Mental health and the menopause
Our Psychological Wellbeing Practitioner Team Lead Kim explains how NHS Talking Therapies can help you to manage the physical as well as mental symptoms of the menopause.
Many women tell us they were prepared for the physical symptoms of menopause such as hot flushes, night sweats and weight gain but hadn’t realised how the menopause might affect their mental health too.
If your mental health is struggling during the menopause you’re not alone. It’s normal to feel the way you’re feeling. It’s not your fault and help is available on the NHS, you don’t have to just ‘get on with it’.
What is menopause?
Menopause is a natural process where ovarian hormone levels decline, periods slow down and stop and reproductive capability ends. It usually takes place between the ages of 45 and 55, but it can start or end outside this age range too.
Every woman’s experience of the menopause is unique. There are over 30 recognised symptoms and at least 75% of women will experience some of these symptoms at some point.
The mental health issues can be the first ones we may notice. Things such as: trouble sleeping, low mood, depression, lack of motivation, tiredness, irritability, anxiety and worry, brain fog and a loss of confidence.
These symptoms can also last for years - but also vary from day to day. You may start finding that your usual ways of managing stress are longer working for you. This can have a big impact on your day-to-day life including your relationships, your work-life and even how you see yourself.
Why it helps to talk
You may experience menopause when you're at the peak of your career, when you’re used to handling stress and to coaching others, or when you have other responsibilities such as ageing parents, teenage children or grandchildren to care for.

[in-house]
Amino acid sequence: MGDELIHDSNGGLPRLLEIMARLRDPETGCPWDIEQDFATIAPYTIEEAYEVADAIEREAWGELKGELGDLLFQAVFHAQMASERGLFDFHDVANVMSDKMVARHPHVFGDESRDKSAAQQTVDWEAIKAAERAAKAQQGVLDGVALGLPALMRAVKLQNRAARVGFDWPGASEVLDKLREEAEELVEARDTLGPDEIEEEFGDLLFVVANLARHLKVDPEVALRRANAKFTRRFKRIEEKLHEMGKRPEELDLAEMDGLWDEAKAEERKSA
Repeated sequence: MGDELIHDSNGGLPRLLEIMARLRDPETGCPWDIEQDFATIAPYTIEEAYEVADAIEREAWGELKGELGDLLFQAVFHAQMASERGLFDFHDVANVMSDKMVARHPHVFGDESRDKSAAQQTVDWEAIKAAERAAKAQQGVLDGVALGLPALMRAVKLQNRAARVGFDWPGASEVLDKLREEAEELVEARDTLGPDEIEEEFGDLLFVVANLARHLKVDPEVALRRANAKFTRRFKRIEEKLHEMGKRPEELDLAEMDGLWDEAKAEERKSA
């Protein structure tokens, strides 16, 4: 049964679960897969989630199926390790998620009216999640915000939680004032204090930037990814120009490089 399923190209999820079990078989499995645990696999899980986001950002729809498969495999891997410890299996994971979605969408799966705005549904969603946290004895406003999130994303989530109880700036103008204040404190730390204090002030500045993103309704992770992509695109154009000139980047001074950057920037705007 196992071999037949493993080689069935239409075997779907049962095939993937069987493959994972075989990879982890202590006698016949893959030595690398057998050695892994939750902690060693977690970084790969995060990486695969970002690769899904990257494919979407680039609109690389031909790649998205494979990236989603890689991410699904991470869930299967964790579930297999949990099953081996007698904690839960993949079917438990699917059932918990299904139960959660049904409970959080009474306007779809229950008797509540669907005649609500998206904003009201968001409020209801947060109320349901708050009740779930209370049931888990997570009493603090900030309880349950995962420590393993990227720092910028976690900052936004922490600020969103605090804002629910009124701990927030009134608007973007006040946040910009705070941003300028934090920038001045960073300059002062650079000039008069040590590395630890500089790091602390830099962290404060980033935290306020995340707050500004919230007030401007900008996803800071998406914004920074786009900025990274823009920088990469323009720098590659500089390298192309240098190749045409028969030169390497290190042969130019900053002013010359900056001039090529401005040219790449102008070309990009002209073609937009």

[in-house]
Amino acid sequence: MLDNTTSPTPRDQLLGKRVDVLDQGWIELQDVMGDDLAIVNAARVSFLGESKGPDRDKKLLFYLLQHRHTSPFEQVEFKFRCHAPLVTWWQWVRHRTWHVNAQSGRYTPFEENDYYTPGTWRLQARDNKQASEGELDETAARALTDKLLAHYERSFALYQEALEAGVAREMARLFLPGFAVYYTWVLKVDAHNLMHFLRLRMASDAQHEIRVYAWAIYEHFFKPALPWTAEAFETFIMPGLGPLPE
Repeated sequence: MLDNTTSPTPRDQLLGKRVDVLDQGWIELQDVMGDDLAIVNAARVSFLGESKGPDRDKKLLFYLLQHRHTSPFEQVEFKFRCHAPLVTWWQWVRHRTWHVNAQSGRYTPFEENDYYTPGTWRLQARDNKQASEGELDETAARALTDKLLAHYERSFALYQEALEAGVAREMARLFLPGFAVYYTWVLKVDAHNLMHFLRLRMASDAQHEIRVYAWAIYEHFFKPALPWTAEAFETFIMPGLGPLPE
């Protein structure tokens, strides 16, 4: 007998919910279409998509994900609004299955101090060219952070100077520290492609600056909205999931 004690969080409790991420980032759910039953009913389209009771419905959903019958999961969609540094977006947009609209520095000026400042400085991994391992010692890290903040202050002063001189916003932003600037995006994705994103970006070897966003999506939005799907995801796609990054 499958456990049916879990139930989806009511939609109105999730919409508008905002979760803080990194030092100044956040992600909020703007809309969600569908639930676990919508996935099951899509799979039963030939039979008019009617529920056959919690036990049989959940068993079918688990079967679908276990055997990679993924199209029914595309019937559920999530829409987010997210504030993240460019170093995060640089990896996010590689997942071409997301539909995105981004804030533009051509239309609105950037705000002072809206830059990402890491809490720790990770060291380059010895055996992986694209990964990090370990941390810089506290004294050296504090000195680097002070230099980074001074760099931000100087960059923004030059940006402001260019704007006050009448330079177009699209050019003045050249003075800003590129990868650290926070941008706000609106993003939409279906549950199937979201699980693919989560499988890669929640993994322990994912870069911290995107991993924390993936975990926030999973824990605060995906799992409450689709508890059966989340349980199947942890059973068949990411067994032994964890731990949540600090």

Many women tell us they feel like a failure for not 'having the answers' and feeling unable to ask for adjustments at work or discuss these changes at home.
You may feel shame and embarrassment about speaking out when you feel overwhelmed by your symptoms or want support with managing them.
This stigma can reinforce negative cycles of thoughts, feelings and behaviour that are hard to break without support – such as feeling low or worried, avoiding tasks or even things we usually enjoy.
How NHS Talking Therapies can help
Challenging what you think, feel and do (or don’t do) can help you manage your mental and physical symptoms and feel better during the menopause.
While anti-depressants can be prescribed as an effective treatment for the physical symptoms of hot flushes and sweats, they are not a NICE-recommended treatment for low mood or anxiety caused by hormone imbalances during the menopause.
The NHS advises the use of Cognitive Behavioural Therapy (CBT). CBT is a NICE recommended treatment which we use to support you to:
- identify what matters to you and what may be contributing to your symptoms
- address negative thinking and beliefs about yourself, your symptoms and about the menopause
- learn healthy ways to cope with stressors in your life
- make positive changes in a gradual and manageable way, at a pace you’re comfortable with e.g. eating a healthier diet, practicing mindfulness and relaxation, cutting down on alcohol, spending time on activities you enjoy and building self-esteem.
You know your body best, so if you’re experiencing menopausal symptoms, share your concerns with your GP or refer yourself directly to NHS Talking Therapies Berkshire.
We will listen to what you’re going through and with effective evidenced based treatment, can help you feel more like yourself again.
Find out more
- Visit the NHS website for more Menopause advice Menopause - Treatment - NHS (www.nhs.uk)
- Read more from the Mental Health Foundation about getting help for the menopause Menopause | Mental Health Foundation
- Download a factsheet from the British Menopause Society about CBT and menopause
- Sign up to NHS Talking Therapies Berkshire for free and confidential treatment and support Sign up to Talking Therapies (berkshirehealthcare.nhs.uk)